In this post, Brandon talks about some of his memories of his first day in Dublin and how he benefitted from being an outsider in a foreign country.
My time abroad in Dublin was one of the greatest experiences I have had in my life. There are so many stories that I could tell, from traveling Europe with friends to my amazing internship at Food Cloud. However, if I was to tell them all, this blog post would span an entire book, so I have to be choosy. I have decided to dedicate this gust post to the memory of my first day in Ireland. As a previous CAPA blogger, I have described the general events of my first day, so if you want more broad information please go to my archived blog posts!
But anyways, having already landed in Dublin and settled into my dorm, I can remember being absolutely starving and so incredibly jet-lagged. I was in a foreign city and completely lost on where I should go. The amazing part about study abroad is that you have an incredible amount of free will. No one is telling you where to go or what to do. It’s about making your own memories and discovering your own sense of independence. Yet this was terrifying to me on the first day.
I decided to walk down the street directly outside Griffith College in an attempt to find some food. I wandered what was to me an enormous distance but was really only about a quarter-mile down the road. I would later walk this same road with confidence and scoff at how far I had gotten. I nervously asked for food in a local restaurant, and I cannot describe how proud of myself I was when I sat myself down at the table and looked outside at how far I had come. To me, a greenhorn traveler who had never been alone while abroad, the fact that I had walked down the street as far as I had seemed like a herculean effort.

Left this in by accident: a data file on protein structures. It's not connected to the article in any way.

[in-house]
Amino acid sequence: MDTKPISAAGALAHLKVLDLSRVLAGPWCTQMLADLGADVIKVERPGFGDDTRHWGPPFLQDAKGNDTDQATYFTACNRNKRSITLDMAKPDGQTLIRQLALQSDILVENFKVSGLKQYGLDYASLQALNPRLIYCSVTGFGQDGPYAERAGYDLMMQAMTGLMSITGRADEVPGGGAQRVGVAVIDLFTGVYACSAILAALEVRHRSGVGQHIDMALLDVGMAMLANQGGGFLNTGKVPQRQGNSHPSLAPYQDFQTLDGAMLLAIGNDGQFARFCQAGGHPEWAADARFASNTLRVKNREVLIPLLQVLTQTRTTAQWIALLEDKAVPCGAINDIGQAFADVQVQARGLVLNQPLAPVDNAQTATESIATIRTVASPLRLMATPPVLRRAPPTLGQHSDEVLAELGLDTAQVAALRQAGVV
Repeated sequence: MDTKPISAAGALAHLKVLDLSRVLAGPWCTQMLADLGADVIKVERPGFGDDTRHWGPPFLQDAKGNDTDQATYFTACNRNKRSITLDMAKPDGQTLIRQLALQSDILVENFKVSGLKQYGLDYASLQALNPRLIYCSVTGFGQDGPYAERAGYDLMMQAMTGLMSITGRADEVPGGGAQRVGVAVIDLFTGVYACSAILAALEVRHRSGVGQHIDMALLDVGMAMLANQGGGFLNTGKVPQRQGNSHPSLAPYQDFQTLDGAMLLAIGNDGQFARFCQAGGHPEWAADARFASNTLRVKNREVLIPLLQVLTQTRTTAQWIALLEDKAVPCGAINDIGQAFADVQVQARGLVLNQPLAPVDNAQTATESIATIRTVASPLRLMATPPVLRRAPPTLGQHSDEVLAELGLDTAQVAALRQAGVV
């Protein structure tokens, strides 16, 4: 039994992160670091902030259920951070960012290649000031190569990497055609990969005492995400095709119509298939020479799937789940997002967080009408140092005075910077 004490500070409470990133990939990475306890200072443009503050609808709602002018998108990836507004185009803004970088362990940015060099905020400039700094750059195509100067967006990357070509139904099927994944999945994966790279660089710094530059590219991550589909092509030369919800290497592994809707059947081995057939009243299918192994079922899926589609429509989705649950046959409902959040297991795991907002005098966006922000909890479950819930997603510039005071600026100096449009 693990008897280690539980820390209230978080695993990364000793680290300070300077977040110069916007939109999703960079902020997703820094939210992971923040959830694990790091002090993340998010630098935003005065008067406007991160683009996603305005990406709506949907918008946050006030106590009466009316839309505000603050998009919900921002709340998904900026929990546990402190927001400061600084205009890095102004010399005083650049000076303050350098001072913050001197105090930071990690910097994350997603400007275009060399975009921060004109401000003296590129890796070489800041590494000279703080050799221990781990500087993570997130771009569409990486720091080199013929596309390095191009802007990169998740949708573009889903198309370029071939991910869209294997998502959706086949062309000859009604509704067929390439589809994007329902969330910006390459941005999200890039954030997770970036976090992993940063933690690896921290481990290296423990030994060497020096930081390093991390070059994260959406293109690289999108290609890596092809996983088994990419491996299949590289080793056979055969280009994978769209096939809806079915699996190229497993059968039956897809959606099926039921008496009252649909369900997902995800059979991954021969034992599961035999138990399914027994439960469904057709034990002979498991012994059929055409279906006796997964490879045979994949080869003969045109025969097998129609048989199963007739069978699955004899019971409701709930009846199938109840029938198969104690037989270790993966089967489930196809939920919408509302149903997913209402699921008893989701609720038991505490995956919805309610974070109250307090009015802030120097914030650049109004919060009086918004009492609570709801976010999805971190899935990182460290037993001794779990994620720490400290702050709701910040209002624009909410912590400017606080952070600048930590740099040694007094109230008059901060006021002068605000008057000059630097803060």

Others may not have had such problems and strolled about their home cities with assurance, but that wasn’t me. I was anxious and on-edge. I had never been alone outside of the U.S. It was an alien environment. Yet, the longer I stayed in the Dublin, the more confident I grew. I looked back upon my study abroad experience as a time of enormous personal growth. I touched down in Dublin a tense, uneasy, young college student. I wasn’t sure of myself and my identity outside of the comfortable American setting that I had been raised in. However, by the end of my time abroad, I spent an entire day in Amsterdam on my own and walked the entirety of Dublin many times alone.
Study abroad instills a sense of self-possession in you that I did not find at my home university in the U.S. At home, I didn’t question my place. I knew how other Americans acted, I knew the culture, and I didn’t have to work to fit in. I was American and such things didn’t matter. Being abroad forces you to become an outsider. You learn and grow to become an insider, gaining cultural competence and becoming assured in ways that I cannot properly describe. By the end of my time in Dublin, I was jay-walking like a local and leaving my bewildered family behind as they tottered uncertainly on the curb. They represented everything I had been, and I could not have been the person I am today without my time abroad.
Meet Brandon Mooney, a Clark University student studying Political Science. He studied abroad in Dublin during Spring 2018 and is a CAPA Ambassador this fall.